Moby performs ‘Falling Rain and Light‘ live at Apogee and it is sweet and hopeful
Moby‘s 15th studio album Everything was Beautiful, and Nothing Hurt was released on March 2nd on the Mute record label.
As part of the promotion for the album, Moby gave a live performance at L.A.’s Apogee Studio recently in conjunction with L.A. public radio station KCRW for their superb show Morning Becomes Eclectic. The performance included tracks from the album like ‘Falling Rain and Light‘, ‘This Wild Darkness‘ and ‘Like a Motherless Child‘, as well as several older classic Moby songs.
The track that stands out the most, however, is ‘Falling Rain and Light‘. A track Moby calls “a love song to God”, even though Moby is not remotely organized religion religious himself.
Because ‘Falling Rain and Light‘ is a track with a sweet guitar intro, hopeful lyrics, and all wrapped around one of the most addictive guitar interludes.
During the interview segment of the session, Moby was asked about ‘Falling Rain and Light‘, and he said it was a song that makes him uncomfortable to talk about.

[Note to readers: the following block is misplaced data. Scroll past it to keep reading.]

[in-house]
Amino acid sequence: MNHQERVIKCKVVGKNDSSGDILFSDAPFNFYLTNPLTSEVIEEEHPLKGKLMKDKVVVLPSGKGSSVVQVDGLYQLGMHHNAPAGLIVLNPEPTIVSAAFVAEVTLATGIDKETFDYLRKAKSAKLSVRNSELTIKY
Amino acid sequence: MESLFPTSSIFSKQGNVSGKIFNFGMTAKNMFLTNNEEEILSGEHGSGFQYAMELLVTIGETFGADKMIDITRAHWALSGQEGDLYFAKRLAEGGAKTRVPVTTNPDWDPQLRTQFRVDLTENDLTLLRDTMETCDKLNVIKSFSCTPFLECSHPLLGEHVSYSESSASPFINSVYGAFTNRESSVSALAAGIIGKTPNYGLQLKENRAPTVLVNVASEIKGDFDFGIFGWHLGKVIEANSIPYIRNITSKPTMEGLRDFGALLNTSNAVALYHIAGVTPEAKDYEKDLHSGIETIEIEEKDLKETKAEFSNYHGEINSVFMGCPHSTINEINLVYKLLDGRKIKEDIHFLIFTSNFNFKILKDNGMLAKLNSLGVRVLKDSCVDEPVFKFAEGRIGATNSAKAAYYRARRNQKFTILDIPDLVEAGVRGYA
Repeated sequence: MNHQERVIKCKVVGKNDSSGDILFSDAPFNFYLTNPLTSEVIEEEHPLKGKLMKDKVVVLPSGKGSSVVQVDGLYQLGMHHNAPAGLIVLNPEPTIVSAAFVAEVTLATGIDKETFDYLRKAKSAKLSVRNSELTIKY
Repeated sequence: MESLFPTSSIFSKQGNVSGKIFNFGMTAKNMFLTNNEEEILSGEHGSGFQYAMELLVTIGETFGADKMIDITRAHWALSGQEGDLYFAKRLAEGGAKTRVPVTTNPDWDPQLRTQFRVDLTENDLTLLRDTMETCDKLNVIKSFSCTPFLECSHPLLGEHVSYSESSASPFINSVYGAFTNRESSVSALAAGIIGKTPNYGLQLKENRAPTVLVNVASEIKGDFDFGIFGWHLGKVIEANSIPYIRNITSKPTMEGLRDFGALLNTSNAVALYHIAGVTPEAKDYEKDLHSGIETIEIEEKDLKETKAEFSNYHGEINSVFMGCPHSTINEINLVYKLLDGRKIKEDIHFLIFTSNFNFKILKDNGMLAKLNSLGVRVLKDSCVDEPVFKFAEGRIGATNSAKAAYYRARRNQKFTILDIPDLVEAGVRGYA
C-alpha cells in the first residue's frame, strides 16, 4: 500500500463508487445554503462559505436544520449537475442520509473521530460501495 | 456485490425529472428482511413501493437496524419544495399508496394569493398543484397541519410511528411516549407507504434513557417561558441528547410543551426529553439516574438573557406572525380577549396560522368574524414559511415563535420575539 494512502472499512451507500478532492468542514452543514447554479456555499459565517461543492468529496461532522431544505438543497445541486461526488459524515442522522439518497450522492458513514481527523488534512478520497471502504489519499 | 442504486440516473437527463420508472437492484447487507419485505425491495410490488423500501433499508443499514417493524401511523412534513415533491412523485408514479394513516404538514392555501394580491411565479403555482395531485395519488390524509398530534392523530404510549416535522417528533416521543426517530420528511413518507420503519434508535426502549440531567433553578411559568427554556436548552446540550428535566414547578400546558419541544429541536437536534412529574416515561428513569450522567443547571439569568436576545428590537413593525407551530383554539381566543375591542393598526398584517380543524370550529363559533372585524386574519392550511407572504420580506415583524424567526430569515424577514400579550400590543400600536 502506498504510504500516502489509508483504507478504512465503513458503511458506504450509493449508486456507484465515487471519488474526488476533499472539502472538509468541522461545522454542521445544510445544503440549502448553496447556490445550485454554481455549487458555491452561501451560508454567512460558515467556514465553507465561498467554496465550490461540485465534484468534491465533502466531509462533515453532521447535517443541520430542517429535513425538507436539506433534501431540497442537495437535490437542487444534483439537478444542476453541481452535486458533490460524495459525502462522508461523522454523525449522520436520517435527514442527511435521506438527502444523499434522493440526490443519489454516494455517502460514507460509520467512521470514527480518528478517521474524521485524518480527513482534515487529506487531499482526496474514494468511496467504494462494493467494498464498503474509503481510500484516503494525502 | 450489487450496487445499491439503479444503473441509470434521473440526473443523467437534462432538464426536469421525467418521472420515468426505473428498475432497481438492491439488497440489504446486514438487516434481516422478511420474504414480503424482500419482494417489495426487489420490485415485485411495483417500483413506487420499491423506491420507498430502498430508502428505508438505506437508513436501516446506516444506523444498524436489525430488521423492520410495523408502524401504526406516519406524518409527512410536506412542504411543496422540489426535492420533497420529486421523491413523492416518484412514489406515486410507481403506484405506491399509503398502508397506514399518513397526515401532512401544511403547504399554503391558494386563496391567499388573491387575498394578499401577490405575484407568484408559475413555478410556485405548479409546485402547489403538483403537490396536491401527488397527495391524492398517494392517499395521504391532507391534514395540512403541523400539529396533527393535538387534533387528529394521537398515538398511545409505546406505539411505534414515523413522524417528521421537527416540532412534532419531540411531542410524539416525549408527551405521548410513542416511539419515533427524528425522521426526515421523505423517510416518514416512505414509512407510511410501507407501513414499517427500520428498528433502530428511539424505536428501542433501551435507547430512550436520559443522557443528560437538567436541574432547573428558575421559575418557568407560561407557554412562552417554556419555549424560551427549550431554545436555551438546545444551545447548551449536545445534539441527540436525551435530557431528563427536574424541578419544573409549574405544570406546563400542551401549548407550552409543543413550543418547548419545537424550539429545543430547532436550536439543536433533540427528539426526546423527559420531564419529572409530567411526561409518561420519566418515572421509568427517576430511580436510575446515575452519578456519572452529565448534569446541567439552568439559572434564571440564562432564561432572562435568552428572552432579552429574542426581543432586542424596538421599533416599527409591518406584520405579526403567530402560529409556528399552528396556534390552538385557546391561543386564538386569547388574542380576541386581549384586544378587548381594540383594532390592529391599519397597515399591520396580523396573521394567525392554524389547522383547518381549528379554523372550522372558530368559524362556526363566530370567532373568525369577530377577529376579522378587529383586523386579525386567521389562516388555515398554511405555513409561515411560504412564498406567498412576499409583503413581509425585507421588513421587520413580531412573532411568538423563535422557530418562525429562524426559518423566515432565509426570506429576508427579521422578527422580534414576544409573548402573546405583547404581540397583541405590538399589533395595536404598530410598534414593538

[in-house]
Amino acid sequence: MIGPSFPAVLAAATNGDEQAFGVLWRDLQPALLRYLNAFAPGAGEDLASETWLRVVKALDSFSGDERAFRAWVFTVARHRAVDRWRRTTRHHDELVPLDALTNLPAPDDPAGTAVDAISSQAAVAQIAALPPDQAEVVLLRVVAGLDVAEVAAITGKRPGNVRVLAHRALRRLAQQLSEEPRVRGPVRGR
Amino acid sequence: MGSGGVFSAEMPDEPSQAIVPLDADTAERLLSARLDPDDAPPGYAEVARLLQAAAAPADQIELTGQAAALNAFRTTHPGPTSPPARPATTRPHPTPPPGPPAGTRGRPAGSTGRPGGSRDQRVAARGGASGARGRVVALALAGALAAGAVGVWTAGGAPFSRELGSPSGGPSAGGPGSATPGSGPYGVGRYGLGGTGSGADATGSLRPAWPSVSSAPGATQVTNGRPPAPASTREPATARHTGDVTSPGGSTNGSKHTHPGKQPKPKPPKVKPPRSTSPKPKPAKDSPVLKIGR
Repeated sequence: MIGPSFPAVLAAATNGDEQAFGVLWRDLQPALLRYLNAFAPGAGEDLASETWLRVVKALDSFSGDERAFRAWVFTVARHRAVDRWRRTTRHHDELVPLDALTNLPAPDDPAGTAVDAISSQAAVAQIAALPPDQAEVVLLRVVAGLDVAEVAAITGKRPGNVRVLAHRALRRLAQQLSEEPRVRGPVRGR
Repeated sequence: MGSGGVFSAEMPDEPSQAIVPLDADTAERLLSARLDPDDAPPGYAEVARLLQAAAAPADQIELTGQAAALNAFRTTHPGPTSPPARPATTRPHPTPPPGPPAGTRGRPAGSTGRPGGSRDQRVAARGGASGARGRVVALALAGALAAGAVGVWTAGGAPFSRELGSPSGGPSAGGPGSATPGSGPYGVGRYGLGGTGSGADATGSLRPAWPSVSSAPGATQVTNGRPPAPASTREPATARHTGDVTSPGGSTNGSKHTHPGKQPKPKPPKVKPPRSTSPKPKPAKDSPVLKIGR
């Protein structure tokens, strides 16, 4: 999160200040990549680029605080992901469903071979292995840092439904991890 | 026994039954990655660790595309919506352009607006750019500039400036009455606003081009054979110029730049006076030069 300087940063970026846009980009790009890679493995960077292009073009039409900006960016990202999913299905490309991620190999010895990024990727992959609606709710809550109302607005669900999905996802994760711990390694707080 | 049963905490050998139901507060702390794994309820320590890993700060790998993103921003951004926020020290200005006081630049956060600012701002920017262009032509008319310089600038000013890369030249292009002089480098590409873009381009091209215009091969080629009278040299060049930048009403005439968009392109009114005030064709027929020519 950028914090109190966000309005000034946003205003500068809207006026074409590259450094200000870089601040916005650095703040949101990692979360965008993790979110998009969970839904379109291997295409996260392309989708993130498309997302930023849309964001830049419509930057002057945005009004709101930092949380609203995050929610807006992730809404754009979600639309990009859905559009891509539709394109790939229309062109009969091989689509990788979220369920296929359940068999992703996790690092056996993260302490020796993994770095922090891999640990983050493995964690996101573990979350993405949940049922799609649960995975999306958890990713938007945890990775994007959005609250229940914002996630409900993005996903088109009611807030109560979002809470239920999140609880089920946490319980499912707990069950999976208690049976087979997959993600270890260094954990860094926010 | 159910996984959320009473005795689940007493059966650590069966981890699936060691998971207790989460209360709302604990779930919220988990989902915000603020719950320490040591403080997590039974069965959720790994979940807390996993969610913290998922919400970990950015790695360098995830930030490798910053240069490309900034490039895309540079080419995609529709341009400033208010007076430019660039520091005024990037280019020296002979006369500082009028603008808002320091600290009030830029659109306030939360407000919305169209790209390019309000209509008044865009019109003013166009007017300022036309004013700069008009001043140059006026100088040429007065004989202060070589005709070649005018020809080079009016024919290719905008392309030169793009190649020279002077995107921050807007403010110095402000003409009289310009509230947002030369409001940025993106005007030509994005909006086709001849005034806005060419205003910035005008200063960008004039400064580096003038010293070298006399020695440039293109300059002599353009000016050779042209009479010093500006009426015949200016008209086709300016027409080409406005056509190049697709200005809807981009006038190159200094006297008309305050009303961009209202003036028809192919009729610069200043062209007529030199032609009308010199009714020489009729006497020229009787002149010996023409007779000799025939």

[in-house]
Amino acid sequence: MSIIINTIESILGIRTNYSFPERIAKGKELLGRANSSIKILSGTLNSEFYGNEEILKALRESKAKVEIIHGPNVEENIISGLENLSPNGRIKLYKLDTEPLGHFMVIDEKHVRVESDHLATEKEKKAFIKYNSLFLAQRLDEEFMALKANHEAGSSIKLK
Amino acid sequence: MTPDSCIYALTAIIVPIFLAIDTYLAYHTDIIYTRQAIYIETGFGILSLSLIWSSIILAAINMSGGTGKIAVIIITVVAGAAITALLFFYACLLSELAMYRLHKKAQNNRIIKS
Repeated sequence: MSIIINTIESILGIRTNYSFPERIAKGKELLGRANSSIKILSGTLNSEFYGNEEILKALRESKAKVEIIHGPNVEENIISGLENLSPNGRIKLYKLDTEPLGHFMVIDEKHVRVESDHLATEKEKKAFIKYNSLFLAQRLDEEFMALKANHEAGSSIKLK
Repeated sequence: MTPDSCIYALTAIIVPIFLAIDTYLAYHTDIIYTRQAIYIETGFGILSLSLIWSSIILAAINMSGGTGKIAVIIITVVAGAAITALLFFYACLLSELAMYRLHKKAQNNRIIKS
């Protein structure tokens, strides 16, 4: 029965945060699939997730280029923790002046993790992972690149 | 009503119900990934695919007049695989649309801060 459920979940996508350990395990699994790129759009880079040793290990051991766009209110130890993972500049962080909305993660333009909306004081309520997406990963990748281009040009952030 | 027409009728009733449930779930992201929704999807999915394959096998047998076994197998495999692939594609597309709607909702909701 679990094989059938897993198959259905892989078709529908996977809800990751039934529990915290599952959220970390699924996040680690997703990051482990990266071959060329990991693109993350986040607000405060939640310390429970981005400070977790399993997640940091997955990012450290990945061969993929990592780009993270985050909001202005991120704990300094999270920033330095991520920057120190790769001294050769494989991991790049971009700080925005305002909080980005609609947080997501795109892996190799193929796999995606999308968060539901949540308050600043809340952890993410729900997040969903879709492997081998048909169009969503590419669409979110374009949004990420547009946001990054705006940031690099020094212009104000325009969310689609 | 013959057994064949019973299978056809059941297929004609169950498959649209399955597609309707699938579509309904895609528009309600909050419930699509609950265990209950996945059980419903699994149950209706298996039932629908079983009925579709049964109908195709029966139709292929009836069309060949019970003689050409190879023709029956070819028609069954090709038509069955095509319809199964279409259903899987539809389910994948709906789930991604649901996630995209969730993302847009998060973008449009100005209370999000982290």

He then went on to tell a story about offending one of the world’s most foremost atheist, who was eating in the vegan restaurant he owns recently, because he used the word God.
Moby explained, “I don’t know who God is, I don’t know what God is, I’m not religious or denominational, but I’m obsessed with God. And the way God is revealed through quantum mechanics, and puppies, and immune systems and our ability to turn oatmeal into optic nerves and fingernails. It just amazes me. So that song, ‘Falling Rain and Light‘ is essentially a love song to God.”
Since then, he thinks it may not be a good idea to talk about God. Not until he has found a ‘better word’ to describe what that means to him.
Watch Moby talking about his argument with an atheist in the video below. You can see his touching live performance of ‘Falling Rain and Light‘ at Apogee Studio in L.A. in the video below that.
And, if you enjoy the performance, KCRW has the entire lovely thing on their website.
As KCRW describes it, “the electronic music pioneer presents a view of the apocalypse with an undercurrent of beauty and a dash of hope”.
Honestly, I would say more than just a dash.